MADELEINE BRAND, host:
Okay. So there's no Jon Stewart or David Letterman, but candidates are still using celebrities to stump for them. Race car drivers, soap opera stars and even a certain ex-president are on the trail in New Hampshire in the final weeks before the primary.
New Hampshire Public Radio's Dan Gorenstein stopped by a few celebrity campaign appearances, and he has this report.
DAN GORENSTEIN: New Hampshire residents can expect a parade of celebrities to stop by the state between now and the January 8th primary. Everyone from the iconic, like Bill Clinton and Oprah Winfrey, to the - who's that? - is likely to come through. In just the past two days campaigns have brought in, shall we say, the lesser known variety. Former "The Young and the Restless" soap opera star and long-time child advocate Victoria Rowell spent two days stumping for Senator Hillary Clinton.
Ms. VICTORIA ROWELL (Actress): I'm here standing for the next president of the United States because I believe she can mend the fence and gain the respect of world leaders, in that she already...
GORENSTEIN: In New Hampshire, people like to pride themselves on their political sophistication. So it's a bit odd that the campaigns believe all the glitter and the glitz actually works. People aren't supposed to be influenced by a Victoria Rowell or even an Oprah Winfrey. Maybe that's why only 11 folks showed up for one of Rowell's appearances, and most of them were already supporters.
On Wednesday, New Mexico governor Bill Richardson's campaign got only about two dozen people to come and meet Indy 500 racecar legends Al and Bobby Unser. But spokesperson Alex Goepfert says that's okay.
Mr. ALEX GOEPFERT (Spokesperson for Bill Richardson): Any kind of good surrogate event. The goal is really just to get couple of dozen voters who hadn't heard the governor's message yet and get it out there. In this case...
GORENSTEIN: Goepfert was hoping guys like Troy Bosso(ph) would show up. Bosso came strictly for Al and Bobby Unser. He'd never heard Richardson's name. He says he wasn't even going to vote, but the brothers got his attention.
Mr. TROY BOSSO: Their opinion to me means greatly. So that's why I'm going to have to look into who Ray Richardson is and find out about him.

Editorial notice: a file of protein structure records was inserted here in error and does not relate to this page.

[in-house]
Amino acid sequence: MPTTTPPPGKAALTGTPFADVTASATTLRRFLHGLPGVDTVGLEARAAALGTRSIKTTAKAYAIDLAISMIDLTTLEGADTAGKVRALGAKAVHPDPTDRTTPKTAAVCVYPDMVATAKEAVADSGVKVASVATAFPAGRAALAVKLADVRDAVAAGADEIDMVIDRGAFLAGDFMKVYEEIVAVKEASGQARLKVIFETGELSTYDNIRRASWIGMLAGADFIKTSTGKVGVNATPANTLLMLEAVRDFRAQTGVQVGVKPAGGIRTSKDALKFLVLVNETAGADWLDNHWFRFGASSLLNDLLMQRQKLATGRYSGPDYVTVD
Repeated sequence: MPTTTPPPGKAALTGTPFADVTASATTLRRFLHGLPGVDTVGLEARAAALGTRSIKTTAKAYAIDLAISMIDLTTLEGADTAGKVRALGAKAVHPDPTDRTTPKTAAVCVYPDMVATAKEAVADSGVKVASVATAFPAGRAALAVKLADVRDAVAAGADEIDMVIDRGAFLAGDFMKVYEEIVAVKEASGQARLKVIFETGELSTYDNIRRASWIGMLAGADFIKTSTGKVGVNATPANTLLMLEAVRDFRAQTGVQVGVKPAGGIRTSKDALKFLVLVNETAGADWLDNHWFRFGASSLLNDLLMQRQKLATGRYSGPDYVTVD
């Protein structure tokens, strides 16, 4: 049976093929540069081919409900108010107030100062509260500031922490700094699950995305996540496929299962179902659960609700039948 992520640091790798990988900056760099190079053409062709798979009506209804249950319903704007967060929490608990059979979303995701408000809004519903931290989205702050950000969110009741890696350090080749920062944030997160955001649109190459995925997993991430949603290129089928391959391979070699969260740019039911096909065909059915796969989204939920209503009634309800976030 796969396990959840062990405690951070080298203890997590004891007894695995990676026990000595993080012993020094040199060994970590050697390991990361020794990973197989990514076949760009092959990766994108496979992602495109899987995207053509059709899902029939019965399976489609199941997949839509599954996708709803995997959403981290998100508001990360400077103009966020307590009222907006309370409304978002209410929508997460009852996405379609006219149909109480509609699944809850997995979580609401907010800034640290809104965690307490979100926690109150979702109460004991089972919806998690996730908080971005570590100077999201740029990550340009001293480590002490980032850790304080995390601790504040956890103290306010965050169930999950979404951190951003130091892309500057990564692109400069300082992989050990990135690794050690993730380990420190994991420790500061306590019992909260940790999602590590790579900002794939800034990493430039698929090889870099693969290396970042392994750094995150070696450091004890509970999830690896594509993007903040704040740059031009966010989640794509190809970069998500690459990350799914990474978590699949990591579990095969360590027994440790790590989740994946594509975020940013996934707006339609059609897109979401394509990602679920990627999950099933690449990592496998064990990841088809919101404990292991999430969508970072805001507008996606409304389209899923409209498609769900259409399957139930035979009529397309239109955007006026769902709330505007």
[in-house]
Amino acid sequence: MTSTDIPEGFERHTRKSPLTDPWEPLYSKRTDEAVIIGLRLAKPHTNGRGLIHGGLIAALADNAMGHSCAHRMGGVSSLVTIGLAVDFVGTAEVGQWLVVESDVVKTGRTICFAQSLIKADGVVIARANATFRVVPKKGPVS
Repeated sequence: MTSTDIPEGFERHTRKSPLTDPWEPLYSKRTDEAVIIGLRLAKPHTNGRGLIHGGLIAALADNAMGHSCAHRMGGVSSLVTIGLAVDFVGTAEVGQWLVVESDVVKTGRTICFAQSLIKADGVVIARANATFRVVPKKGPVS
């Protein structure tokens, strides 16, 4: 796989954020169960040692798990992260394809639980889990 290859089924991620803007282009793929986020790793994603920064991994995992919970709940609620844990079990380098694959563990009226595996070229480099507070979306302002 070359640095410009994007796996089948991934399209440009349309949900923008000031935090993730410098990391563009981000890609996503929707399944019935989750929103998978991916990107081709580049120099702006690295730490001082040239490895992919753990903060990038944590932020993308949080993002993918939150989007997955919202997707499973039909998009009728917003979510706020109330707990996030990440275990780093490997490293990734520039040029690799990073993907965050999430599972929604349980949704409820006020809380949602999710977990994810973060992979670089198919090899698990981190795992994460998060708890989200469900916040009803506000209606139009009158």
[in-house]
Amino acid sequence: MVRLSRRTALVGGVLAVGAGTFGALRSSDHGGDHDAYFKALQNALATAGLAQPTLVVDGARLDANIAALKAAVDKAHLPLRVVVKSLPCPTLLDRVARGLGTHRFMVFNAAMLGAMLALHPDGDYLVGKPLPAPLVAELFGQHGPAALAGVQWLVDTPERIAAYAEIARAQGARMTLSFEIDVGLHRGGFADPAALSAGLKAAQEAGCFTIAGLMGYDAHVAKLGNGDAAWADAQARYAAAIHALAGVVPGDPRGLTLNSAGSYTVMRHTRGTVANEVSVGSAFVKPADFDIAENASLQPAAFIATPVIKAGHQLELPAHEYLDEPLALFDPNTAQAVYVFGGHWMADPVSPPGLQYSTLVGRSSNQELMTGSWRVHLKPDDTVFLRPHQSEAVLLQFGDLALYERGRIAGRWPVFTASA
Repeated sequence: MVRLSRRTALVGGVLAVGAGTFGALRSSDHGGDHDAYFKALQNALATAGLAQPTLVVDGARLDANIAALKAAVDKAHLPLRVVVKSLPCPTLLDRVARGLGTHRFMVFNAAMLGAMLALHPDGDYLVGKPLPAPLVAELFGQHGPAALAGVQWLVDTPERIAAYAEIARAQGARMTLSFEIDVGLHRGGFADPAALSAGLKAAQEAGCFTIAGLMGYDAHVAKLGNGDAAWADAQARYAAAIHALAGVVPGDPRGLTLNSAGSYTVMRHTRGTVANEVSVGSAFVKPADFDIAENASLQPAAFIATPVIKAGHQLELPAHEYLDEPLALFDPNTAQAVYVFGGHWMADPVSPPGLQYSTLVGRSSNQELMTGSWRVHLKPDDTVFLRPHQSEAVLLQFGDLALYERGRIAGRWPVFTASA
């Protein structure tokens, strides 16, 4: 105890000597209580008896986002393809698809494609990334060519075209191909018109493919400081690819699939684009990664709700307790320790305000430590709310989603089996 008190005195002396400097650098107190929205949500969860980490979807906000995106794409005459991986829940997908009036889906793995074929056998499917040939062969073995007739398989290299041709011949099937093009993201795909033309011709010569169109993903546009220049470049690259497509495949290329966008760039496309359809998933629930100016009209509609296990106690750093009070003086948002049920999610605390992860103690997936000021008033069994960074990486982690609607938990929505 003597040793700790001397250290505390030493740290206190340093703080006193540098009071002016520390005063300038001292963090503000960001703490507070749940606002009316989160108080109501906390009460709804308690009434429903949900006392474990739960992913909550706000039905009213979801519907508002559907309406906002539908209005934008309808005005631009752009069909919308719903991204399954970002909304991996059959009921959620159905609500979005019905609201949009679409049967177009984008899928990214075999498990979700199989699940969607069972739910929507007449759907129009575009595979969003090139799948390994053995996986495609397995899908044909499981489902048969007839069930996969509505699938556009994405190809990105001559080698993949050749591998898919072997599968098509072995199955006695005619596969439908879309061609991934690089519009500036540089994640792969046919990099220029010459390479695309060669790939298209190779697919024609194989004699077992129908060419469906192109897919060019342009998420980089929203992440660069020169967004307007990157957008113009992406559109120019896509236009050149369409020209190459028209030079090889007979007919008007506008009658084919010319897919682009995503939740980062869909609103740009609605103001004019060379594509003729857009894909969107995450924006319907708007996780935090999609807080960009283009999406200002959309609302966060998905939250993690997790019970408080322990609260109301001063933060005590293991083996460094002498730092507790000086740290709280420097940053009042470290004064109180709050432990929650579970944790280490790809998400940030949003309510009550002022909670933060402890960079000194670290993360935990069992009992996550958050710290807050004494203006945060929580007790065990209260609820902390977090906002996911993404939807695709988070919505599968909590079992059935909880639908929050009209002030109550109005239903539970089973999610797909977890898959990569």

GORENSTEIN: Bill Richardson.
Mr. BOSSO: I'm sorry, Bill Richardson. You know, just find out about who he is and what he's about.
GORENSTEIN: As someone who has a hard time finding a candidate he likes, the endorsement makes all the difference.
Mr. BOSSO: You know, if these guys told me to jump off a bridge, I probably wouldn't guess if there's water or pavement down there. I just probably just jump, because I trust them.
GORENSTEIN: New Hampshire State Senator Bob Clegg says there's more to star surrogates than blind loyalty. Take, he says, the so-called Chuck and Huck television ad that features former Arkansas governor Mike Huckabee and B-list badass Chuck Norris.
(Soundbite of ad)
Mr. MIKE HUCKABEE (Former Republican Governor, Arkansas): My plan to secure the border? Two words: Chuck Norris.
GORENSTEIN: Clegg, who's backing Huckabee, says something subtle is happening. The known stars help brand the less well-known politicians.
State Senator BOB CLEGG (Republican, New Hampshire): To me, Chuck Norris is a married guy who shovels his own driveway, you know, he cuts his own wood, and he's a regular guy.
GORENSTEIN: Even if you've never heard of Huckabee, the campaign hopes that some of Chuck Norris rubs off on him. Stuart Rothenberg, editor of the nonpartisan Rothenberg Political Report, agrees stars can brand candidates, but he says not always in a positive way. He points to this week's flap over Bill Clinton's claim that he opposed the Iraq War from the beginning.
Mr. STUART ROTHENBERG (Rothenberg Political Report): Suddenly the candidate has to defend himself or herself from what the celebrity endorser has said, and it becomes a very difficult situation.
GORENSTEIN: After tracking campaigns and elections for nearly 20 years, Rothenberg doesn't buy that stars can swing an election, but he understands why campaigns use them in the final weeks of a race.
Mr. ROTHENBERG: It's about getting a story in your local newspaper, getting some extra airtime maybe on "Inside Edition," one of the national celebrity shows that normally wouldn't cover politics but will cover a celebrity.
GORENSTEIN: But even the skeptical Rothenberg admits Oprah Winfrey's endorsement of Barack Obama could be different. Few people in the country are considered as influential. Heading into the Democratic primary, some political observers think she's the X factor. But for 26-year-old Lindsay Hanson(ph), it's more about the celebrity factor.
Ms. LINDSAY HANSON: Because it's Oprah, I mean of course I want to go. It's more about - it's actually with big names like Oprah. Yeah, we don't get to see these people. So it's exciting. It's interesting. But is it going to make me vote one way or the other? Absolutely not. I mean...
GORENSTEIN: As far as the Obama campaign is concerned, Hanson's one more voter hearing the candidate's message, and with the primary coming soon, that's good enough for them.
For NPR News, I'm Dan Gorenstein in Concord, New Hampshire.
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